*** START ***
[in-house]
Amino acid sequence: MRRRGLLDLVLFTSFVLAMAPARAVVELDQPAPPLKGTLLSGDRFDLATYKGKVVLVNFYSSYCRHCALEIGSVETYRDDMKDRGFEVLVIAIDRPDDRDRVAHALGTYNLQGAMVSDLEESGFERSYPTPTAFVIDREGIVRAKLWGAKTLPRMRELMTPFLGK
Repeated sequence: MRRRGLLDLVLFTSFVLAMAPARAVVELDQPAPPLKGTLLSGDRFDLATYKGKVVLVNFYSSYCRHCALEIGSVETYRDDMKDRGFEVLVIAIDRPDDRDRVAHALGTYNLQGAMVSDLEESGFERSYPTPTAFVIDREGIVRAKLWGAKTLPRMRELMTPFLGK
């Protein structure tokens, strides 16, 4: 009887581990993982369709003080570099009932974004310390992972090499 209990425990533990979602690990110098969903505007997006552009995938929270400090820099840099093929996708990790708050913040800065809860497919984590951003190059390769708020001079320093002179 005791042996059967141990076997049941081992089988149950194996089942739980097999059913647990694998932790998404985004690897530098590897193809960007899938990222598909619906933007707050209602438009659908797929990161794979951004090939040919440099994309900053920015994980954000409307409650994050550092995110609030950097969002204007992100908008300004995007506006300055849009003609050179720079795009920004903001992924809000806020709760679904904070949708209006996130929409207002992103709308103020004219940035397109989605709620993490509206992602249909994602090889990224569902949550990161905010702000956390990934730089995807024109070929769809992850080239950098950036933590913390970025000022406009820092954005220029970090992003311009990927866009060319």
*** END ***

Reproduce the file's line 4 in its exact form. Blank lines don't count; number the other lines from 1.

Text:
């Protein structure tokens, strides 16, 4: 009887581990993982369709003080570099009932974004310390992972090499 209990425990533990979602690990110098969903505007997006552009995938929270400090820099840099093929996708990790708050913040800065809860497919984590951003190059390769708020001079320093002179 005791042996059967141990076997049941081992089988149950194996089942739980097999059913647990694998932790998404985004690897530098590897193809960007899938990222598909619906933007707050209602438009659908797929990161794979951004090939040919440099994309900053920015994980954000409307409650994050550092995110609030950097969002204007992100908008300004995007506006300055849009003609050179720079795009920004903001992924809000806020709760679904904070949708209006996130929409207002992103709308103020004219940035397109989605709620993490509206992602249909994602090889990224569902949550990161905010702000956390990934730089995807024109070929769809992850080239950098950036933590913390970025000022406009820092954005220029970090992003311009990927866009060319």